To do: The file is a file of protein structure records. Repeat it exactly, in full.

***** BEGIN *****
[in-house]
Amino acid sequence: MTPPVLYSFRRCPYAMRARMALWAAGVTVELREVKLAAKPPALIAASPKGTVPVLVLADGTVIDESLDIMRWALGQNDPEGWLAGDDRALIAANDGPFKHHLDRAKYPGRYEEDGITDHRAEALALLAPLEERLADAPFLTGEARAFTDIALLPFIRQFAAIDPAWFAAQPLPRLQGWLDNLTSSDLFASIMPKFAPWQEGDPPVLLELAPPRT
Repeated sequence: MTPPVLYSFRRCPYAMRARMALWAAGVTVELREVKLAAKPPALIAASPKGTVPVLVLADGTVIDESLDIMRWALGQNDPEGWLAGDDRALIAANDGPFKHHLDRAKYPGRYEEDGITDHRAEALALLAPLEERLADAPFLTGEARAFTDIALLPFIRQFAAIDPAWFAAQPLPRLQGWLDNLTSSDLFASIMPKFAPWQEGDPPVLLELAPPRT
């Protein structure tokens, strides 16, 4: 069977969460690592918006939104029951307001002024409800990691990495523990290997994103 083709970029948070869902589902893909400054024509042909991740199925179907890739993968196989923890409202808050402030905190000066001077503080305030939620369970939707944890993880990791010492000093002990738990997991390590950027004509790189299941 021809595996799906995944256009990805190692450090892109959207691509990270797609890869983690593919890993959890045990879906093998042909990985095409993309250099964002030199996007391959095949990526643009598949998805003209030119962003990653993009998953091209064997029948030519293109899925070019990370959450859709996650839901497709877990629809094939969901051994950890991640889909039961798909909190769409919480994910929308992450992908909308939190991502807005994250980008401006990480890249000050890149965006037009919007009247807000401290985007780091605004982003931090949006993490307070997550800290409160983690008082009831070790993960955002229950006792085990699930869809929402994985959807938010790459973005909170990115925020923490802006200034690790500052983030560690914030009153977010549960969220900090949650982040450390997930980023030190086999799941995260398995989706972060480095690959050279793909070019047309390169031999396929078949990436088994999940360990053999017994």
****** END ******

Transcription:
[in-house]
Amino acid sequence: MTPPVLYSFRRCPYAMRARMALWAAGVTVELREVKLAAKPPALIAASPKGTVPVLVLADGTVIDESLDIMRWALGQNDPEGWLAGDDRALIAANDGPFKHHLDRAKYPGRYEEDGITDHRAEALALLAPLEERLADAPFLTGEARAFTDIALLPFIRQFAAIDPAWFAAQPLPRLQGWLDNLTSSDLFASIMPKFAPWQEGDPPVLLELAPPRT
Repeated sequence: MTPPVLYSFRRCPYAMRARMALWAAGVTVELREVKLAAKPPALIAASPKGTVPVLVLADGTVIDESLDIMRWALGQNDPEGWLAGDDRALIAANDGPFKHHLDRAKYPGRYEEDGITDHRAEALALLAPLEERLADAPFLTGEARAFTDIALLPFIRQFAAIDPAWFAAQPLPRLQGWLDNLTSSDLFASIMPKFAPWQEGDPPVLLELAPPRT
């Protein structure tokens, strides 16, 4: 069977969460690592918006939104029951307001002024409800990691990495523990290997994103 083709970029948070869902589902893909400054024509042909991740199925179907890739993968196989923890409202808050402030905190000066001077503080305030939620369970939707944890993880990791010492000093002990738990997991390590950027004509790189299941 021809595996799906995944256009990805190692450090892109959207691509990270797609890869983690593919890993959890045990879906093998042909990985095409993309250099964002030199996007391959095949990526643009598949998805003209030119962003990653993009998953091209064997029948030519293109899925070019990370959450859709996650839901497709877990629809094939969901051994950890991640889909039961798909909190769409919480994910929308992450992908909308939190991502807005994250980008401006990480890249000050890149965006037009919007009247807000401290985007780091605004982003931090949006993490307070997550800290409160983690008082009831070790993960955002229950006792085990699930869809929402994985959807938010790459973005909170990115925020923490802006200034690790500052983030560690914030009153977010549960969220900090949650982040450390997930980023030190086999799941995260398995989706972060480095690959050279793909070019047309390169031999396929078949990436088994999940360990053999017994």